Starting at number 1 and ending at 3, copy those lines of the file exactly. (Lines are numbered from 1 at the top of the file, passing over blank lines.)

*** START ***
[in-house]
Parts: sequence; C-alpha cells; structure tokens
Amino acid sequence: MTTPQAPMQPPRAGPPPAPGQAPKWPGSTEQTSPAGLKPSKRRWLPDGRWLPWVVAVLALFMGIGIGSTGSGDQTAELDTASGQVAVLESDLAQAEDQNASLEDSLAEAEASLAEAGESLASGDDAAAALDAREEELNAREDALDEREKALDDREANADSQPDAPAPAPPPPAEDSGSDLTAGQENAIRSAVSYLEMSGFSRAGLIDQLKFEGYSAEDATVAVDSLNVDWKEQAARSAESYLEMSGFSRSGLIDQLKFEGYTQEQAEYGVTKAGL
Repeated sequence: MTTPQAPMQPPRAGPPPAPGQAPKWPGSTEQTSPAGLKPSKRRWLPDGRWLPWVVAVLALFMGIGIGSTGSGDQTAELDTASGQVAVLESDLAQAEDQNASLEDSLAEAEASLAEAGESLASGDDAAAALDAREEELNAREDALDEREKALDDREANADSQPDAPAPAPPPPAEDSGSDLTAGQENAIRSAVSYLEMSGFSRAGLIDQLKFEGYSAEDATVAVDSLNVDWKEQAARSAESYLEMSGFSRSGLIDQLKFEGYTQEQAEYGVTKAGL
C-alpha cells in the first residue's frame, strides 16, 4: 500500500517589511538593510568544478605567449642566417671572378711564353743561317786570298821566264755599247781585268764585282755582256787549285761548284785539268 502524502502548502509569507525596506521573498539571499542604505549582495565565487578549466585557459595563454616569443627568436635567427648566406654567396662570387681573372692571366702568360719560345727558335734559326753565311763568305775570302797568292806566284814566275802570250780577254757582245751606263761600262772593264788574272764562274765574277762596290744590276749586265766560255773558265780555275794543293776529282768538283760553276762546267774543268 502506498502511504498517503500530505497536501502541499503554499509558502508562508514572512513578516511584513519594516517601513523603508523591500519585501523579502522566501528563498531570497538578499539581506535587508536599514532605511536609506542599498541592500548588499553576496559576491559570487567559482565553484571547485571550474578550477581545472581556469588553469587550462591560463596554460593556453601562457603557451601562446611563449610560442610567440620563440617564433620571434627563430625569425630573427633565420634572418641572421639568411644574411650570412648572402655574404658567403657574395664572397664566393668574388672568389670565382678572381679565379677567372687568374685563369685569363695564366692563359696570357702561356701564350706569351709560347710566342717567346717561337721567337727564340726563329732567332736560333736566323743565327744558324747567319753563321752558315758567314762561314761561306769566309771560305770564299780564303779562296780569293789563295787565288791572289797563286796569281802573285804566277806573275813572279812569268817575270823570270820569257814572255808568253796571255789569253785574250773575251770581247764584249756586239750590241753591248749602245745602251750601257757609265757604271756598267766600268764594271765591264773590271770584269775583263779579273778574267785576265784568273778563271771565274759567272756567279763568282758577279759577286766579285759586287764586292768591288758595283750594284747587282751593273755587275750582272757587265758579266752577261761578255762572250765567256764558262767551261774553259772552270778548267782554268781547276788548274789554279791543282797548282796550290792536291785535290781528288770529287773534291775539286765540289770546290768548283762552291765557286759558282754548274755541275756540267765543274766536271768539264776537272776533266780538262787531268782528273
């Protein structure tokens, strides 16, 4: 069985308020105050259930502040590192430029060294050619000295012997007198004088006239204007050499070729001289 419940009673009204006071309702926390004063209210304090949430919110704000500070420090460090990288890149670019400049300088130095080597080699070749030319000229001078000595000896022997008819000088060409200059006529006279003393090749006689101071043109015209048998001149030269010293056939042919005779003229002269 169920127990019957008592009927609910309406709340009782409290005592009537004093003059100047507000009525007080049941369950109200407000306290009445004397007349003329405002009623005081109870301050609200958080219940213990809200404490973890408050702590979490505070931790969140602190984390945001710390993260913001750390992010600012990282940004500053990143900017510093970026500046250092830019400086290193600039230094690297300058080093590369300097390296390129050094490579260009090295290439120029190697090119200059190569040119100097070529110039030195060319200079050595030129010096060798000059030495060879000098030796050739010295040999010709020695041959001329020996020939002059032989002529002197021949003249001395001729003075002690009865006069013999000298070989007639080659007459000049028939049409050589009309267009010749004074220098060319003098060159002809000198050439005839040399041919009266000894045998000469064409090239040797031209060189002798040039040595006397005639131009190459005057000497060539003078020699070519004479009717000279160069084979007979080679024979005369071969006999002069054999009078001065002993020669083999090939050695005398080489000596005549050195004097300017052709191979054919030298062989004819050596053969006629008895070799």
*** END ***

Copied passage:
[in-house]
Parts: sequence; C-alpha cells; structure tokens
Amino acid sequence: MTTPQAPMQPPRAGPPPAPGQAPKWPGSTEQTSPAGLKPSKRRWLPDGRWLPWVVAVLALFMGIGIGSTGSGDQTAELDTASGQVAVLESDLAQAEDQNASLEDSLAEAEASLAEAGESLASGDDAAAALDAREEELNAREDALDEREKALDDREANADSQPDAPAPAPPPPAEDSGSDLTAGQENAIRSAVSYLEMSGFSRAGLIDQLKFEGYSAEDATVAVDSLNVDWKEQAARSAESYLEMSGFSRSGLIDQLKFEGYTQEQAEYGVTKAGL